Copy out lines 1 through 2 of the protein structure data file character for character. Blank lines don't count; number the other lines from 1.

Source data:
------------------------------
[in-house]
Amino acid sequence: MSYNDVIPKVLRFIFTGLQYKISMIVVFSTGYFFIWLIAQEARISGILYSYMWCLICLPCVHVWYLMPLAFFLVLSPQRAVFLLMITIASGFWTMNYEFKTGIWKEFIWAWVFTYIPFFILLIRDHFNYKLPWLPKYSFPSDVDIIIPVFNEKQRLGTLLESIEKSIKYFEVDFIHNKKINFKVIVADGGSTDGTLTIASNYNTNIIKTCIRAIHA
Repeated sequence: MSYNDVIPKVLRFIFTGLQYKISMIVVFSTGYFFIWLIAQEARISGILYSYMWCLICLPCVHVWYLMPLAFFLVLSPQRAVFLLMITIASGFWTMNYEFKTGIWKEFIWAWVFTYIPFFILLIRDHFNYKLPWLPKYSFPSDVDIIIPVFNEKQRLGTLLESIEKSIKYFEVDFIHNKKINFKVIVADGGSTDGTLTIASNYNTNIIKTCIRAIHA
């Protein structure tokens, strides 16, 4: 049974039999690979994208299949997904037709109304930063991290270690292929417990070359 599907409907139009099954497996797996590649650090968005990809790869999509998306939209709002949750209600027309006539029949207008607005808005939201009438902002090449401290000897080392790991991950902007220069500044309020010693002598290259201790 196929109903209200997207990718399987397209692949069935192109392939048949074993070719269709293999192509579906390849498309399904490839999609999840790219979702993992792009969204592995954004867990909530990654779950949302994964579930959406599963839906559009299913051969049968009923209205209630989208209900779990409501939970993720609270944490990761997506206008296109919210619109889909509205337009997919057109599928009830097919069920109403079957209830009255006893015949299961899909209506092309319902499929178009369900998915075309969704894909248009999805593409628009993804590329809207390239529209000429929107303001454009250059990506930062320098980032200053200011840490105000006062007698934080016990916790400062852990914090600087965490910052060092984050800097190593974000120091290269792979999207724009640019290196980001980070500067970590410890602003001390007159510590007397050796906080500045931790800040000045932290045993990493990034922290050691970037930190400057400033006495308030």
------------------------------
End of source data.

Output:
[in-house]
Amino acid sequence: MSYNDVIPKVLRFIFTGLQYKISMIVVFSTGYFFIWLIAQEARISGILYSYMWCLICLPCVHVWYLMPLAFFLVLSPQRAVFLLMITIASGFWTMNYEFKTGIWKEFIWAWVFTYIPFFILLIRDHFNYKLPWLPKYSFPSDVDIIIPVFNEKQRLGTLLESIEKSIKYFEVDFIHNKKINFKVIVADGGSTDGTLTIASNYNTNIIKTCIRAIHA